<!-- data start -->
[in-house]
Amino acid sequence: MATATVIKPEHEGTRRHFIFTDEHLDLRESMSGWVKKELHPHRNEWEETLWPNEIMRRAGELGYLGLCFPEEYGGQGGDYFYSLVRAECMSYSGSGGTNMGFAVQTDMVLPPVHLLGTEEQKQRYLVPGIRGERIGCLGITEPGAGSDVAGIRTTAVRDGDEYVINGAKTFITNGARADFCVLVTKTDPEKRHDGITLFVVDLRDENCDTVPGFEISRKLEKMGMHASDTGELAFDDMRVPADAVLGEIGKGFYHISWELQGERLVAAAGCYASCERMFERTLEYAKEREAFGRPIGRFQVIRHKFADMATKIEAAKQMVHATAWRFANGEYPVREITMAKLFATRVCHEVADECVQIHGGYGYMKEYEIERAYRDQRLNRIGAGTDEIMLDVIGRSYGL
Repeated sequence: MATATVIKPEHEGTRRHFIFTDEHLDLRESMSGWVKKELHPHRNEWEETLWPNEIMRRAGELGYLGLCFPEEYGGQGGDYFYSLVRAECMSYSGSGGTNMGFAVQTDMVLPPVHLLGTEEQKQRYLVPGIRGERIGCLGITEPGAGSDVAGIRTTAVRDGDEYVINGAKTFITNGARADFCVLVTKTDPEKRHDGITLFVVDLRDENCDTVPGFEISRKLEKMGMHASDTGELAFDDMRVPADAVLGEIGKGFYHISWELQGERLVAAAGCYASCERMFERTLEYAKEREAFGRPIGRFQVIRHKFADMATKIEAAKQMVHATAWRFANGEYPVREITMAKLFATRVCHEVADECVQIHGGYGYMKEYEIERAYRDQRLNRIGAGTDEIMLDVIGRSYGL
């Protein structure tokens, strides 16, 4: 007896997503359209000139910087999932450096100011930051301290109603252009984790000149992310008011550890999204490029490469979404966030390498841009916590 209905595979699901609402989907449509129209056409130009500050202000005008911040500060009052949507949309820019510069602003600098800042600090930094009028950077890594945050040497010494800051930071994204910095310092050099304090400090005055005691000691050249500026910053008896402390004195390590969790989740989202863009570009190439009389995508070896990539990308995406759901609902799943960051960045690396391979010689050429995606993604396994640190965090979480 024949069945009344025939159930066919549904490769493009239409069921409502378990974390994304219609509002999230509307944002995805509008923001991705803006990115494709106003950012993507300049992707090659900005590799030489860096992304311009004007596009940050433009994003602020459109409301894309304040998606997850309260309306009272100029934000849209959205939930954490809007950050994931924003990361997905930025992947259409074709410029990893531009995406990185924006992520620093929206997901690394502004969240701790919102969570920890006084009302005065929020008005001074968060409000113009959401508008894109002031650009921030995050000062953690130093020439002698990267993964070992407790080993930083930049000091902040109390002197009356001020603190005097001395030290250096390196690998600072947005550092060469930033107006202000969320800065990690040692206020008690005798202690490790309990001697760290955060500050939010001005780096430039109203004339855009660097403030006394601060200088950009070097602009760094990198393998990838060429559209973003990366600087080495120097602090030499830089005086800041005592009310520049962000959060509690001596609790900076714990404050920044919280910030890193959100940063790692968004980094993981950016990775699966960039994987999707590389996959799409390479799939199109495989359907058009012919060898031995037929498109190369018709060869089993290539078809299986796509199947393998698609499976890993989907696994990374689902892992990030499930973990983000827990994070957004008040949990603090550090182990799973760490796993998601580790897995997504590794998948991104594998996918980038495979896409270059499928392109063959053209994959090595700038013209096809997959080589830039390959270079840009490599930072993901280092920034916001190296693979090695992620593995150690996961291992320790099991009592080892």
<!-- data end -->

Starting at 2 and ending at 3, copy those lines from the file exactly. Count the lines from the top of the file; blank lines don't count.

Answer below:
Amino acid sequence: MATATVIKPEHEGTRRHFIFTDEHLDLRESMSGWVKKELHPHRNEWEETLWPNEIMRRAGELGYLGLCFPEEYGGQGGDYFYSLVRAECMSYSGSGGTNMGFAVQTDMVLPPVHLLGTEEQKQRYLVPGIRGERIGCLGITEPGAGSDVAGIRTTAVRDGDEYVINGAKTFITNGARADFCVLVTKTDPEKRHDGITLFVVDLRDENCDTVPGFEISRKLEKMGMHASDTGELAFDDMRVPADAVLGEIGKGFYHISWELQGERLVAAAGCYASCERMFERTLEYAKEREAFGRPIGRFQVIRHKFADMATKIEAAKQMVHATAWRFANGEYPVREITMAKLFATRVCHEVADECVQIHGGYGYMKEYEIERAYRDQRLNRIGAGTDEIMLDVIGRSYGL
Repeated sequence: MATATVIKPEHEGTRRHFIFTDEHLDLRESMSGWVKKELHPHRNEWEETLWPNEIMRRAGELGYLGLCFPEEYGGQGGDYFYSLVRAECMSYSGSGGTNMGFAVQTDMVLPPVHLLGTEEQKQRYLVPGIRGERIGCLGITEPGAGSDVAGIRTTAVRDGDEYVINGAKTFITNGARADFCVLVTKTDPEKRHDGITLFVVDLRDENCDTVPGFEISRKLEKMGMHASDTGELAFDDMRVPADAVLGEIGKGFYHISWELQGERLVAAAGCYASCERMFERTLEYAKEREAFGRPIGRFQVIRHKFADMATKIEAAKQMVHATAWRFANGEYPVREITMAKLFATRVCHEVADECVQIHGGYGYMKEYEIERAYRDQRLNRIGAGTDEIMLDVIGRSYGL